REVIEW(updated): Little, Metal, Different
Packaging & Extras: (2/5)
These toys are tiny and there’s not a lot to them. What appear to be extras when the box is opened are actually parts that must be attached to complete the toy. Essentially, no extras are packaged at all. The box is sturdy enough, the artwork is nice and indicates what’s actually inside instead of just being generic on the cover. Be careful with the arm gauntlets. Some of them, like Houquet’s, fit rather loosely in the Styrofoam and could potentially rattle out of their housing and ultimately out of the box. You may want to cover the arm gauntlet recesses with a piece of tape to make sure nothing falls out inadvertently.
Charm & Collectibility: (4/5)
What really makes these toys cool is their scale. Being 1/35 means they’re the right size to be (dis)played with the large 1/35 Gakken Legioss (Alpha) toys. At 6.3cm tall, they may be a bit larger than they ought to be but they’re close enough (the standing pilot figure that comes with the 1/35 Legioss toy is 5cm tall). While they’re rather small and don’t transform, these toys do feature a lot of metal. Gakken had big dreams for where Mospeada would go and part of those dreams was a line called “ZDC” for “Zinc Die Cast”. That line was supposed to be the premium line while toys like the 1/72 Legioss and transformable 1/20 were more the ‘playing with’ lines. The ZDC line didn’t make it far seeing only two official releases (1/20 non-transformable armor mode VR-52F and 1/55 two mode AFC-01H Legioss) but it’s a safe bet that these 1/35 ride armors, though they dropped the name, were intended to be part of this line as well. When I first published this post, I was genuinely surprised by how many people reached out to me asking for more information. Unfortunately, I don’t really know of an easy way of acquiring these toys and the best I can do is to tell you to keep your eye out on auction sites. In the years since this post originally went live on the site there have been an influx of additional Ride Armor toys from Mega House, CMs, Beagle/Toynami, ans Sentinel which may have put some downward pressure on this score though seemingly every ride armor created has gone on to be a hot collectible.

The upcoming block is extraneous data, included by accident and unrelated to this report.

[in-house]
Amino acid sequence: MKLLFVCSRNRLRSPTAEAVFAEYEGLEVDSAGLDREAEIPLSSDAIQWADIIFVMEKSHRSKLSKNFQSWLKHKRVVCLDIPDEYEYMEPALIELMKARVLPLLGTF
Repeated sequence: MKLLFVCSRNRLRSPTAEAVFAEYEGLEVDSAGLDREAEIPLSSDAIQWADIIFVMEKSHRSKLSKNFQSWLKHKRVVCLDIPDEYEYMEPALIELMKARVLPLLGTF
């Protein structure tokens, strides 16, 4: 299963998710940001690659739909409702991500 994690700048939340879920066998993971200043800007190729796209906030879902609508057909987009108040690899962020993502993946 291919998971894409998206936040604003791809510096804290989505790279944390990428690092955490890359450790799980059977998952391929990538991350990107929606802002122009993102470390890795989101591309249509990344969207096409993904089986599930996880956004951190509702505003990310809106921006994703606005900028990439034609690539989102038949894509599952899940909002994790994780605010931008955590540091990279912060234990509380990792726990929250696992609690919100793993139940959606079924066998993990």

Sculpt, Detail, and Paint: (6/10)
The actual sculpt employed is pretty impressive in that each different ride armor utilizing the elements specific to it. Houquet/Fuke features the rounded chest of her cycle as well as the larger gun she toted. Stick has his missile pods and Rey has his gun. Unfortunately, the paint schemes don’t really follow the show. Houquet/Fuke isn’t off by much but the others are a pretty broad jump from where they should be. Otherwise, the level of detail is quite impressive for something so small but it’s a far cry from the modern releases.
This is nearly impossible to judge for me since I don’t know the original intent of the toy. If this were meant for children to play with… well, it’s not a great toy and more care should have been taken to make it a wee bit more fun. If this were originally intended to be a little metal statue to pose with the other vehicles then the designers did a fine job. More points of articulation on something this small would have certainly impaired the overall look (considering the technology of the time).
Durability & Build: (6.5/10)
The main section of this toy is made of metal so it’s quite durable. It’s pretty easy to knock the detachable pieces off but it’s just as easy to put them back on without anything being broken. The build quality does suffer a from paint smudges and seams. The paint will also be susceptible to wear over time but the lack of articulation should keep that problem in check. If you really wanted to you could pry these toys apart at the seam that runs down the middle (they’re not glued and this wouldn’t hurt the toy). My Ray/Rand toy has a broken gauntlet on the non-gun side. The gauntlet features a button to fit over a peg in the arm and the pressure of the peg caused the gauntlet to snap. I don’t think this would be a concern with the other variants since Stick has missiles that strengthen the gauntlet and Houquet has slots on her gauntlets instead of a button.
The head moves, the arms move, there’s some slight movement at the knee, and the gun moves since it’s attached by a peg. You won’t be putting these toys in fun poses.
Total Score: (25.5/50)
This isn’t a fun toy. It’s not a very cost-effective toy either. What this is is a nostalgic display piece that goes extremely well with the Gakken 1/35 Legioss toys or even the Evolution Toy Legioss. Don’t buy this hoping it will knock your socks off with its play attributes, buy it because it’s going to look good on the shelf in your Mospeada display (or don’t buy it at all).
NOTE: This review has been updated for content, all new pictures, line art comparisons, and a video review.
Original Post Date: May 24, 2006
First Update: April 8, 2007